*Post 75 it may not be considered a tax-free distribution in the beneficiary’s country of residence.

  • Currency options: while UK pensions will typically only pay out in sterling and require any payments to be made to a UK bank account, some QROPS allow you to invest your funds and make withdrawals in more than one currency. This is a major advantage for British expatriates living abroad as it reduces dependence on Sterling exchange rates and removes currency conversion costs.
  • Transfers: if you repatriate you don’t have to transfer your QROPS back into a UK registered pension scheme, but you can if you want to (HMRC treats this as a transfer, not a contribution to the UK registered pension scheme). It is also possible to transfer an existing QROPS to a different QROPS jurisdiction if that would be considered more appropriate.


Flexible access came into effect in the UK from 6th April 2015, allowing full flexibility for UK pension holders.  However, outside of the EU the UK Chancellor was not bound by any treaties and the right to full flexibility was not therefore extended to QROPS jurisdictions outside of the EU. QROPS jurisdictions stipulate that 70% of the scheme funds are used to provide an income.

QROPS firms located within the EU are allowed to offer flexible access to their scheme holders but at present Malta is the only EU jurisdiction that has proceeded to implement the rule changes and now allows flexible access.


From 9th March 2017, transfers to a QROPS attracted a 25% tax charge, but there are exceptions.

You will still be able to make a transfer tax free to a QROPS if:

  • You are resident in the country where the QROPS receiving your transfer is based.
  • Or you are resident in a country in the European Economic Area (EEA) and the QROPS you are transferring to is based in another EEA country.

If the scheme you are transferring out of does not receive the correct paperwork, then they are required to charge the 25% on transfer regardless and you will have to apply for a refund via your scheme at a later date. If you are exempt from the charge on the transfer but your circumstances change within five years (such as moving to another country or moving your QROPS to another country), then you may have to pay the 25% tax charge at that point.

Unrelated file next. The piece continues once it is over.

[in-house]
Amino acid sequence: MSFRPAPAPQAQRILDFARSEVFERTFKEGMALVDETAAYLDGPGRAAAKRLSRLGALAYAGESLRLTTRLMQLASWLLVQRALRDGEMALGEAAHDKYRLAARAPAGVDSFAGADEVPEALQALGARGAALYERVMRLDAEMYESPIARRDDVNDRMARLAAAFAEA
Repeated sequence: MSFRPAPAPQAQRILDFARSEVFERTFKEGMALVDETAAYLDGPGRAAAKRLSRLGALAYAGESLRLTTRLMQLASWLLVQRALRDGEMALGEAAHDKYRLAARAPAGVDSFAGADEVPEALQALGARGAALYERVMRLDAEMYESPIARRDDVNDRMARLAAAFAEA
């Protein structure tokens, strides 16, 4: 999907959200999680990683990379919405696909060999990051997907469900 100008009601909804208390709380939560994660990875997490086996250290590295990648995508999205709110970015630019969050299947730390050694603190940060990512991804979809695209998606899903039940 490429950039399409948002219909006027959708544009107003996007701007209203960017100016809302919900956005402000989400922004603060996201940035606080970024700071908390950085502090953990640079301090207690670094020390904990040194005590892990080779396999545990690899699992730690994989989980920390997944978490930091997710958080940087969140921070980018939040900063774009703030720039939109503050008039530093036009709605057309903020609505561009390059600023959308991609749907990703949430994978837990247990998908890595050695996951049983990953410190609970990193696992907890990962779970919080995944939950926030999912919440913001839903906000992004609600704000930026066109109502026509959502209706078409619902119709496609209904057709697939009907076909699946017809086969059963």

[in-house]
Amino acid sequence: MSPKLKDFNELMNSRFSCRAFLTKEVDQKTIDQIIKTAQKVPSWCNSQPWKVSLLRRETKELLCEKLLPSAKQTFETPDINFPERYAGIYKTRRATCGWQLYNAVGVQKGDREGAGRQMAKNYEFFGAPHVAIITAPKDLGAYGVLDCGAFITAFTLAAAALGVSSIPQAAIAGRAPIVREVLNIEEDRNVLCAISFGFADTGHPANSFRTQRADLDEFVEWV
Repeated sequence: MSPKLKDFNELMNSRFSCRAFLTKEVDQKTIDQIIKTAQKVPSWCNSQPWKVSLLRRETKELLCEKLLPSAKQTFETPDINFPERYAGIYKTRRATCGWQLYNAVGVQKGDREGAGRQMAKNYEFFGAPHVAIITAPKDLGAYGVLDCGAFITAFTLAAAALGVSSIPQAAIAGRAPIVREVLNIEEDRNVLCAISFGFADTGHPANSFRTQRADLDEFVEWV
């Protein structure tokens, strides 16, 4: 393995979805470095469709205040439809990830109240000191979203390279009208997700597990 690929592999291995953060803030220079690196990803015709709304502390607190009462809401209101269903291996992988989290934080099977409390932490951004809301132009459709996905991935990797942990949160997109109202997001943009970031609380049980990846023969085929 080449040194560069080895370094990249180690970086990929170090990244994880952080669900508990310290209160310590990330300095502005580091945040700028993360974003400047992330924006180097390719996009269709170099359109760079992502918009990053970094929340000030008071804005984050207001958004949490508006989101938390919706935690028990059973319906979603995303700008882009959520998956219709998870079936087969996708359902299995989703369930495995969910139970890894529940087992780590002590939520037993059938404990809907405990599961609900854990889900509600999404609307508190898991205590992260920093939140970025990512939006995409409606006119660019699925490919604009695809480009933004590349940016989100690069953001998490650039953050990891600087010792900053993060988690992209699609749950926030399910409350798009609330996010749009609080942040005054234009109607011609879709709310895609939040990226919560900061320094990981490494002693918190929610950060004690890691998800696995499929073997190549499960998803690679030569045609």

When formalising your retirement, as an expatriate, the existence of a Double Taxation Agreements (DTA) is an integral part of the financial planning. At the point of taking benefits you will need to consider the terms of any DTA that exists between your country of residency and the jurisdiction in which your QROPS is established. Where you are resident at the point of retirement may now be different to where you resided when the original transfer took place. Therefore it is important to review the various QROPS jurisdictions and their prevailing DTAs prior to accessing benefits to ensure that you limit your liability to tax and maximise your pension savings.   


If you move abroad, you do not have to transfer your UK pension pot. You can choose to leave it in the UK and then draw benefits from the UK.

In all cases it is recommended that you should take regulated financial advice before transferring to a QROPS to ensure that you understand the features and options in the new plan, how it differs from your current pension and have fully considered any guarantees or other benefits that you might lose by doing so.

For help and advice on finding the right pensions scheme for you, please contact us